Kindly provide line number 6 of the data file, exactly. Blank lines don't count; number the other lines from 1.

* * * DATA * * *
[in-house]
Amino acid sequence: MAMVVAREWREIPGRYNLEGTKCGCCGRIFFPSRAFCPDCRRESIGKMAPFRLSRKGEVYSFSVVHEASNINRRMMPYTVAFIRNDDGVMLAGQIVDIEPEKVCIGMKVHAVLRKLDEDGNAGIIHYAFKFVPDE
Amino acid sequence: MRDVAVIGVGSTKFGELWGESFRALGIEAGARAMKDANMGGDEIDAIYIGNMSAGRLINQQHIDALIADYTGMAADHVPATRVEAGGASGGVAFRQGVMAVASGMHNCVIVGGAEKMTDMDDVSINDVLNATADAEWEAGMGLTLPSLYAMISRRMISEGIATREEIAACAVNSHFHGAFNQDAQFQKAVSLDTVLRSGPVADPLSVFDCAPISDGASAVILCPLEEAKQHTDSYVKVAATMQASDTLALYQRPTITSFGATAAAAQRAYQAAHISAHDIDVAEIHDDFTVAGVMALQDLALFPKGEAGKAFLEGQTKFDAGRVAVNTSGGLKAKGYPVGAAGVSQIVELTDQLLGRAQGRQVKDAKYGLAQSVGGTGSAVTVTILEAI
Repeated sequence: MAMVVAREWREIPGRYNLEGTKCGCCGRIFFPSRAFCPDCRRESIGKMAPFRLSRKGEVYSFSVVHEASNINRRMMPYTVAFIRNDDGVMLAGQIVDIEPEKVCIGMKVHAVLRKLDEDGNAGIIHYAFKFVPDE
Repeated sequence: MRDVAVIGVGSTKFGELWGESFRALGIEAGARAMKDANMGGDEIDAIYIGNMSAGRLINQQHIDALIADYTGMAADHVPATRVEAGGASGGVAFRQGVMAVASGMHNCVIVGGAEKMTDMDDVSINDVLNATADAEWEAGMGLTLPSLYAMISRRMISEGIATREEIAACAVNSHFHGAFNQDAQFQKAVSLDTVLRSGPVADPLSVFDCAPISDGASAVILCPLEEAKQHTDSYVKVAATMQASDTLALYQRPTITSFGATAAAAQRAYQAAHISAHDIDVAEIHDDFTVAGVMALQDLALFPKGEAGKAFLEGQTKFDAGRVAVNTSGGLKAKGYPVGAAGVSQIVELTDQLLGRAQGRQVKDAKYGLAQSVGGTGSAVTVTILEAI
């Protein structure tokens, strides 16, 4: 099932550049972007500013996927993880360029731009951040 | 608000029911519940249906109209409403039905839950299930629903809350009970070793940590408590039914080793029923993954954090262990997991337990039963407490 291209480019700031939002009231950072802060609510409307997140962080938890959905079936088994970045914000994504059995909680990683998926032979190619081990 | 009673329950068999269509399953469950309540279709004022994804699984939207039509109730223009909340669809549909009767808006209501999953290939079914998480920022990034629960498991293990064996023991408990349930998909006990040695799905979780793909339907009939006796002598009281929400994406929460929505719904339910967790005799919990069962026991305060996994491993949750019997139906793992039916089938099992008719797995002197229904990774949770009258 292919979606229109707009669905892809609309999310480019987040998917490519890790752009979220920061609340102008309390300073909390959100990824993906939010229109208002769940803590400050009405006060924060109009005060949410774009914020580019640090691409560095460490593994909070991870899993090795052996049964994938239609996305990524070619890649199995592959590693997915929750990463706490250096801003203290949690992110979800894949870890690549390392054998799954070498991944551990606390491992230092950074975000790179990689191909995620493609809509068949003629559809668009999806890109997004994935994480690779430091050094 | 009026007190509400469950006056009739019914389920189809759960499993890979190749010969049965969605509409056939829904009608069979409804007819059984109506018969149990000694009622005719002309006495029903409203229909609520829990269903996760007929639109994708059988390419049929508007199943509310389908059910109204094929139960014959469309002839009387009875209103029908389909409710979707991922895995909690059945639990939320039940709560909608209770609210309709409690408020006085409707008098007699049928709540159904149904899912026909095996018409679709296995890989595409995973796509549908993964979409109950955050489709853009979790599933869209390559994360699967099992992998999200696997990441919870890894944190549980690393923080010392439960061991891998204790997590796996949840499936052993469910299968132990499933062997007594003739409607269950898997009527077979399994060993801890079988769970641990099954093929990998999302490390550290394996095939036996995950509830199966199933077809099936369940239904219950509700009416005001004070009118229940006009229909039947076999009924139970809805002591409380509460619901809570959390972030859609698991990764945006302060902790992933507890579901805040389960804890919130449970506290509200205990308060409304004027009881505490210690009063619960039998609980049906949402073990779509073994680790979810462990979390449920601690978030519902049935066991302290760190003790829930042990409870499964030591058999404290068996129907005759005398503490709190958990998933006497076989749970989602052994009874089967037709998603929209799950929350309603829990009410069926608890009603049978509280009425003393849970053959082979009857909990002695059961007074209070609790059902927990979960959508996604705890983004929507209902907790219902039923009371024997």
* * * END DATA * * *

């Protein structure tokens, strides 16, 4: 099932550049972007500013996927993880360029731009951040 | 608000029911519940249906109209409403039905839950299930629903809350009970070793940590408590039914080793029923993954954090262990997991337990039963407490 291209480019700031939002009231950072802060609510409307997140962080938890959905079936088994970045914000994504059995909680990683998926032979190619081990 | 009673329950068999269509399953469950309540279709004022994804699984939207039509109730223009909340669809549909009767808006209501999953290939079914998480920022990034629960498991293990064996023991408990349930998909006990040695799905979780793909339907009939006796002598009281929400994406929460929505719904339910967790005799919990069962026991305060996994491993949750019997139906793992039916089938099992008719797995002197229904990774949770009258 292919979606229109707009669905892809609309999310480019987040998917490519890790752009979220920061609340102008309390300073909390959100990824993906939010229109208002769940803590400050009405006060924060109009005060949410774009914020580019640090691409560095460490593994909070991870899993090795052996049964994938239609996305990524070619890649199995592959590693997915929750990463706490250096801003203290949690992110979800894949870890690549390392054998799954070498991944551990606390491992230092950074975000790179990689191909995620493609809509068949003629559809668009999806890109997004994935994480690779430091050094 | 009026007190509400469950006056009739019914389920189809759960499993890979190749010969049965969605509409056939829904009608069979409804007819059984109506018969149990000694009622005719002309006495029903409203229909609520829990269903996760007929639109994708059988390419049929508007199943509310389908059910109204094929139960014959469309002839009387009875209103029908389909409710979707991922895995909690059945639990939320039940709560909608209770609210309709409690408020006085409707008098007699049928709540159904149904899912026909095996018409679709296995890989595409995973796509549908993964979409109950955050489709853009979790599933869209390559994360699967099992992998999200696997990441919870890894944190549980690393923080010392439960061991891998204790997590796996949840499936052993469910299968132990499933062997007594003739409607269950898997009527077979399994060993801890079988769970641990099954093929990998999302490390550290394996095939036996995950509830199966199933077809099936369940239904219950509700009416005001004070009118229940006009229909039947076999009924139970809805002591409380509460619901809570959390972030859609698991990764945006302060902790992933507890579901805040389960804890919130449970506290509200205990308060409304004027009881505490210690009063619960039998609980049906949402073990779509073994680790979810462990979390449920601690978030519902049935066991302290760190003790829930042990409870499964030591058999404290068996129907005759005398503490709190958990998933006497076989749970989602052994009874089967037709998603929209799950929350309603829990009410069926608890009603049978509280009425003393849970053959082979009857909990002695059961007074209070609790059902927990979960959508996604705890983004929507209902907790219902039923009371024997």